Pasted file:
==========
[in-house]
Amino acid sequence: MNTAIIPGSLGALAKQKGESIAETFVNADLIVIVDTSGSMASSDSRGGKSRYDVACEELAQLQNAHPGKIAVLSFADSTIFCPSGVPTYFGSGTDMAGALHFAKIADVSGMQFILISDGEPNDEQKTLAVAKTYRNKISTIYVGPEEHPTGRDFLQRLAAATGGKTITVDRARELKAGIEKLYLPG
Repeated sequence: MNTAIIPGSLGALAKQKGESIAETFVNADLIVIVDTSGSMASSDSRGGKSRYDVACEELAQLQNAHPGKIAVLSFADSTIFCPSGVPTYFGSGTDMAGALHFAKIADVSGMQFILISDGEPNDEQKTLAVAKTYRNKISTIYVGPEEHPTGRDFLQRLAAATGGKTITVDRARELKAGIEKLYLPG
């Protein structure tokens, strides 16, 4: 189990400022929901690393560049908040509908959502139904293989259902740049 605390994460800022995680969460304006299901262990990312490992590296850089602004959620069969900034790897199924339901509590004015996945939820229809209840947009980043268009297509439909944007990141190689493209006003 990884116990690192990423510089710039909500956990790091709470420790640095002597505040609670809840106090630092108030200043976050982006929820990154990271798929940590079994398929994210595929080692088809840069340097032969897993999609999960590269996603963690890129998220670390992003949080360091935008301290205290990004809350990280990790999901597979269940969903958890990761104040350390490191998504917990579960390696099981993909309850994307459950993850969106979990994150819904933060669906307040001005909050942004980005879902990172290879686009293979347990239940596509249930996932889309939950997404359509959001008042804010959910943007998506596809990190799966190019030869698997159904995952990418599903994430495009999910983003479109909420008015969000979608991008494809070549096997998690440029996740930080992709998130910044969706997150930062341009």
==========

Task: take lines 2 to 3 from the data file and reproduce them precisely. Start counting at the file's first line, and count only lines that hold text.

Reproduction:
Amino acid sequence: MNTAIIPGSLGALAKQKGESIAETFVNADLIVIVDTSGSMASSDSRGGKSRYDVACEELAQLQNAHPGKIAVLSFADSTIFCPSGVPTYFGSGTDMAGALHFAKIADVSGMQFILISDGEPNDEQKTLAVAKTYRNKISTIYVGPEEHPTGRDFLQRLAAATGGKTITVDRARELKAGIEKLYLPG
Repeated sequence: MNTAIIPGSLGALAKQKGESIAETFVNADLIVIVDTSGSMASSDSRGGKSRYDVACEELAQLQNAHPGKIAVLSFADSTIFCPSGVPTYFGSGTDMAGALHFAKIADVSGMQFILISDGEPNDEQKTLAVAKTYRNKISTIYVGPEEHPTGRDFLQRLAAATGGKTITVDRARELKAGIEKLYLPG